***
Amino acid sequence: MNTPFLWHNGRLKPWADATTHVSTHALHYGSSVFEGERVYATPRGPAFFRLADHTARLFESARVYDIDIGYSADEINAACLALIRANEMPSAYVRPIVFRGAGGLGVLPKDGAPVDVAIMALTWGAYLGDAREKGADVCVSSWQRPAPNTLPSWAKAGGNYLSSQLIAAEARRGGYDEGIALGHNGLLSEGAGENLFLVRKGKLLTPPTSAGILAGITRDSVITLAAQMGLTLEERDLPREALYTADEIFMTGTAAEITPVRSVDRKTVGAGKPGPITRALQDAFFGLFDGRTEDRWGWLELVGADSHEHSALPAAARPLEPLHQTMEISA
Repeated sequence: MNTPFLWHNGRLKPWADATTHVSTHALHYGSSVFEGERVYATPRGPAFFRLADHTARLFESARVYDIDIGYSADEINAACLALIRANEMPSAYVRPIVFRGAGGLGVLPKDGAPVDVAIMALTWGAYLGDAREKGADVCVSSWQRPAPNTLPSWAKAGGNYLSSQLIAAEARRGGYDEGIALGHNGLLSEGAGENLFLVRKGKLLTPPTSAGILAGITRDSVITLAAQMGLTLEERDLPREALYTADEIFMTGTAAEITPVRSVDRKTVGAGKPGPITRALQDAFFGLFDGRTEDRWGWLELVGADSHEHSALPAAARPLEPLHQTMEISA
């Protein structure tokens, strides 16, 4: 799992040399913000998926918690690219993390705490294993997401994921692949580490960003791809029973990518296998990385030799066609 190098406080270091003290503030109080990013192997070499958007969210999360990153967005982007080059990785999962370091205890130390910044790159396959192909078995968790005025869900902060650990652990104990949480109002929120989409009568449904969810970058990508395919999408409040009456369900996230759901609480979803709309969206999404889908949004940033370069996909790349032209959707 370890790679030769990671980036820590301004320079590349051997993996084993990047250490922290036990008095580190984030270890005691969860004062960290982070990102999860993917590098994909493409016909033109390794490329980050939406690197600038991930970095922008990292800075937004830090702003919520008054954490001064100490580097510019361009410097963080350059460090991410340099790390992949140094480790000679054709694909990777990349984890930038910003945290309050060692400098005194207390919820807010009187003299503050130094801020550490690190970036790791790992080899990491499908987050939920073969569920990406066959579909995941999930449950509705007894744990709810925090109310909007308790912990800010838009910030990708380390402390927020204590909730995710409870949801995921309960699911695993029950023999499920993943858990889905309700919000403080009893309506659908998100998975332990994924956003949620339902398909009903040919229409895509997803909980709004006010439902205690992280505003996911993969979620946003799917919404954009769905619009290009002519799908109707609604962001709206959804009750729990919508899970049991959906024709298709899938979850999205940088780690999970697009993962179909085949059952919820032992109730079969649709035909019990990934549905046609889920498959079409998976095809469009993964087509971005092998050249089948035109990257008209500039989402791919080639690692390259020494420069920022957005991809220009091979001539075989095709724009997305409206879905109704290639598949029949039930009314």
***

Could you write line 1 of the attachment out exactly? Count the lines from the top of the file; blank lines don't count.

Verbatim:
Amino acid sequence: MNTPFLWHNGRLKPWADATTHVSTHALHYGSSVFEGERVYATPRGPAFFRLADHTARLFESARVYDIDIGYSADEINAACLALIRANEMPSAYVRPIVFRGAGGLGVLPKDGAPVDVAIMALTWGAYLGDAREKGADVCVSSWQRPAPNTLPSWAKAGGNYLSSQLIAAEARRGGYDEGIALGHNGLLSEGAGENLFLVRKGKLLTPPTSAGILAGITRDSVITLAAQMGLTLEERDLPREALYTADEIFMTGTAAEITPVRSVDRKTVGAGKPGPITRALQDAFFGLFDGRTEDRWGWLELVGADSHEHSALPAAARPLEPLHQTMEISA